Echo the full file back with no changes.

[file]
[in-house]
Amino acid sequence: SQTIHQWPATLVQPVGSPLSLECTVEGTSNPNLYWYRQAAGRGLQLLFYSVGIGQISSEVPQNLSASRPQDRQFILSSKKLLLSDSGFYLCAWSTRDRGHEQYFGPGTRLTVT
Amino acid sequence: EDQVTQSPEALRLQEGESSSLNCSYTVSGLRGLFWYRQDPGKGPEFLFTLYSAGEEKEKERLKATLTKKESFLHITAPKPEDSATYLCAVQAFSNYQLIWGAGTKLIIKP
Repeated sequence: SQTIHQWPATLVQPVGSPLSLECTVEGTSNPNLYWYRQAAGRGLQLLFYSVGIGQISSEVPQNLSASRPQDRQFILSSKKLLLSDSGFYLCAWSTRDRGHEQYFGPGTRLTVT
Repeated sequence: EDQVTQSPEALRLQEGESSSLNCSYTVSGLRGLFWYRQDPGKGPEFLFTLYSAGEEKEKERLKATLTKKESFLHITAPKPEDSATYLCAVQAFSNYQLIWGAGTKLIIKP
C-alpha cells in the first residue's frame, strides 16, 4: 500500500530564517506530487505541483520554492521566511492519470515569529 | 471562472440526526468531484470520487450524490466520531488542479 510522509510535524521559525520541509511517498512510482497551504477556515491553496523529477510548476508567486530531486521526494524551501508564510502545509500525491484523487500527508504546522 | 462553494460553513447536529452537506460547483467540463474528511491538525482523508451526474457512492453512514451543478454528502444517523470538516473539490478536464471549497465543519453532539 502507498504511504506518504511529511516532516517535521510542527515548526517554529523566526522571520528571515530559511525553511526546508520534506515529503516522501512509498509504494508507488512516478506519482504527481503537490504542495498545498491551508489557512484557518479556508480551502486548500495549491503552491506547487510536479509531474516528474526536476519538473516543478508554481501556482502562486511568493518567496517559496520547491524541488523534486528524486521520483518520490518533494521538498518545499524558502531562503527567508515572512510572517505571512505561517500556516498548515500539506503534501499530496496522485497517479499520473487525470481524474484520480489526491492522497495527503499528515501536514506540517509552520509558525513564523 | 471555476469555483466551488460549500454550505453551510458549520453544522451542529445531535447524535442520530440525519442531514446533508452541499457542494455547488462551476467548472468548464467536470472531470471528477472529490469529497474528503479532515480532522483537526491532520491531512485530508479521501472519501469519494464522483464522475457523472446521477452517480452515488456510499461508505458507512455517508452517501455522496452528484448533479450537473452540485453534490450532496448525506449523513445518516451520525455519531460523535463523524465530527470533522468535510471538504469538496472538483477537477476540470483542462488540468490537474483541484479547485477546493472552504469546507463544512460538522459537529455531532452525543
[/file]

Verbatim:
[in-house]
Amino acid sequence: SQTIHQWPATLVQPVGSPLSLECTVEGTSNPNLYWYRQAAGRGLQLLFYSVGIGQISSEVPQNLSASRPQDRQFILSSKKLLLSDSGFYLCAWSTRDRGHEQYFGPGTRLTVT
Amino acid sequence: EDQVTQSPEALRLQEGESSSLNCSYTVSGLRGLFWYRQDPGKGPEFLFTLYSAGEEKEKERLKATLTKKESFLHITAPKPEDSATYLCAVQAFSNYQLIWGAGTKLIIKP
Repeated sequence: SQTIHQWPATLVQPVGSPLSLECTVEGTSNPNLYWYRQAAGRGLQLLFYSVGIGQISSEVPQNLSASRPQDRQFILSSKKLLLSDSGFYLCAWSTRDRGHEQYFGPGTRLTVT
Repeated sequence: EDQVTQSPEALRLQEGESSSLNCSYTVSGLRGLFWYRQDPGKGPEFLFTLYSAGEEKEKERLKATLTKKESFLHITAPKPEDSATYLCAVQAFSNYQLIWGAGTKLIIKP
C-alpha cells in the first residue's frame, strides 16, 4: 500500500530564517506530487505541483520554492521566511492519470515569529 | 471562472440526526468531484470520487450524490466520531488542479 510522509510535524521559525520541509511517498512510482497551504477556515491553496523529477510548476508567486530531486521526494524551501508564510502545509500525491484523487500527508504546522 | 462553494460553513447536529452537506460547483467540463474528511491538525482523508451526474457512492453512514451543478454528502444517523470538516473539490478536464471549497465543519453532539 502507498504511504506518504511529511516532516517535521510542527515548526517554529523566526522571520528571515530559511525553511526546508520534506515529503516522501512509498509504494508507488512516478506519482504527481503537490504542495498545498491551508489557512484557518479556508480551502486548500495549491503552491506547487510536479509531474516528474526536476519538473516543478508554481501556482502562486511568493518567496517559496520547491524541488523534486528524486521520483518520490518533494521538498518545499524558502531562503527567508515572512510572517505571512505561517500556516498548515500539506503534501499530496496522485497517479499520473487525470481524474484520480489526491492522497495527503499528515501536514506540517509552520509558525513564523 | 471555476469555483466551488460549500454550505453551510458549520453544522451542529445531535447524535442520530440525519442531514446533508452541499457542494455547488462551476467548472468548464467536470472531470471528477472529490469529497474528503479532515480532522483537526491532520491531512485530508479521501472519501469519494464522483464522475457523472446521477452517480452515488456510499461508505458507512455517508452517501455522496452528484448533479450537473452540485453534490450532496448525506449523513445518516451520525455519531460523535463523524465530527470533522468535510471538504469538496472538483477537477476540470483542462488540468490537474483541484479547485477546493472552504469546507463544512460538522459537529455531532452525543